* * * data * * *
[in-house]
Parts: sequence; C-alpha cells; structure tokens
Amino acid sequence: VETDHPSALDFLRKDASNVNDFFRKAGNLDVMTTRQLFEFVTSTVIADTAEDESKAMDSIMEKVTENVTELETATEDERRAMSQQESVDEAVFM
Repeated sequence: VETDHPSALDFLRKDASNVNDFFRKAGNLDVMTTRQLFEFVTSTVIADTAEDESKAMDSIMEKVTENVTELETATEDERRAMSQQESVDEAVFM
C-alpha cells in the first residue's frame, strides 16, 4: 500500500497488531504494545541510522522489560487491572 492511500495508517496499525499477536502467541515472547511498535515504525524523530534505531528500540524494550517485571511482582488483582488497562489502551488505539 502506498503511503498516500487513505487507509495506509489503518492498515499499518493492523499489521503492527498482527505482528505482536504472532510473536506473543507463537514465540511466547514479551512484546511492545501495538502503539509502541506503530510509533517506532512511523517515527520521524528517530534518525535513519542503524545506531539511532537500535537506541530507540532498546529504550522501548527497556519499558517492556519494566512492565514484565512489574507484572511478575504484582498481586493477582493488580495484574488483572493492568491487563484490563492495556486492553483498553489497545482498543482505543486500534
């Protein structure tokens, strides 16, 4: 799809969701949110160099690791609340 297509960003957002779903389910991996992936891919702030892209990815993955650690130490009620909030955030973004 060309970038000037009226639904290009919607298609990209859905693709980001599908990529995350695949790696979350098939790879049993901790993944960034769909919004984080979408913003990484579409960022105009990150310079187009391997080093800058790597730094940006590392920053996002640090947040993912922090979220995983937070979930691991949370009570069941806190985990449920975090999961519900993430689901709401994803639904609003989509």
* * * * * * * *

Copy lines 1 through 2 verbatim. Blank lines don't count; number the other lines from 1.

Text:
[in-house]
Parts: sequence; C-alpha cells; structure tokens